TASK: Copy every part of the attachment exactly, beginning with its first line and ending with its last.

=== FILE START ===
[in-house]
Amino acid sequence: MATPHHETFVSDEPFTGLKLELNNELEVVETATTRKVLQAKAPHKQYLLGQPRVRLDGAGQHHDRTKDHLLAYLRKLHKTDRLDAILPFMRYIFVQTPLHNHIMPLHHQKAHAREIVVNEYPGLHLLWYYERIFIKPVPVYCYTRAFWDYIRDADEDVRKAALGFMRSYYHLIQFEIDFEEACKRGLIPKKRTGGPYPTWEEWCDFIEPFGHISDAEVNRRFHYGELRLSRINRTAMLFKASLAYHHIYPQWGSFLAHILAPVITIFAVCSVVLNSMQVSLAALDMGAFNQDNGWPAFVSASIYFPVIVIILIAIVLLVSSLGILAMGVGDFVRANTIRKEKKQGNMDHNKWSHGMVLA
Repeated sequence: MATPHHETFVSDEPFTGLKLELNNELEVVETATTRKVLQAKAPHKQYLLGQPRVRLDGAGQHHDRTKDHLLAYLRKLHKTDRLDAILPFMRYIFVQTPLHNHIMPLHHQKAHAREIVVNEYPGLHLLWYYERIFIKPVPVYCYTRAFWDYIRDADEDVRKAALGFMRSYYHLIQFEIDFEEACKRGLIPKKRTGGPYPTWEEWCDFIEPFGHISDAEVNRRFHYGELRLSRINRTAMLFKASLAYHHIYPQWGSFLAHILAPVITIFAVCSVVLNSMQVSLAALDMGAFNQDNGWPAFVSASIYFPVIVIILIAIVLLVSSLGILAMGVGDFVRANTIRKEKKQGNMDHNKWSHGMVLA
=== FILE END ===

[in-house]
Amino acid sequence: MATPHHETFVSDEPFTGLKLELNNELEVVETATTRKVLQAKAPHKQYLLGQPRVRLDGAGQHHDRTKDHLLAYLRKLHKTDRLDAILPFMRYIFVQTPLHNHIMPLHHQKAHAREIVVNEYPGLHLLWYYERIFIKPVPVYCYTRAFWDYIRDADEDVRKAALGFMRSYYHLIQFEIDFEEACKRGLIPKKRTGGPYPTWEEWCDFIEPFGHISDAEVNRRFHYGELRLSRINRTAMLFKASLAYHHIYPQWGSFLAHILAPVITIFAVCSVVLNSMQVSLAALDMGAFNQDNGWPAFVSASIYFPVIVIILIAIVLLVSSLGILAMGVGDFVRANTIRKEKKQGNMDHNKWSHGMVLA
Repeated sequence: MATPHHETFVSDEPFTGLKLELNNELEVVETATTRKVLQAKAPHKQYLLGQPRVRLDGAGQHHDRTKDHLLAYLRKLHKTDRLDAILPFMRYIFVQTPLHNHIMPLHHQKAHAREIVVNEYPGLHLLWYYERIFIKPVPVYCYTRAFWDYIRDADEDVRKAALGFMRSYYHLIQFEIDFEEACKRGLIPKKRTGGPYPTWEEWCDFIEPFGHISDAEVNRRFHYGELRLSRINRTAMLFKASLAYHHIYPQWGSFLAHILAPVITIFAVCSVVLNSMQVSLAALDMGAFNQDNGWPAFVSASIYFPVIVIILIAIVLLVSSLGILAMGVGDFVRANTIRKEKKQGNMDHNKWSHGMVLA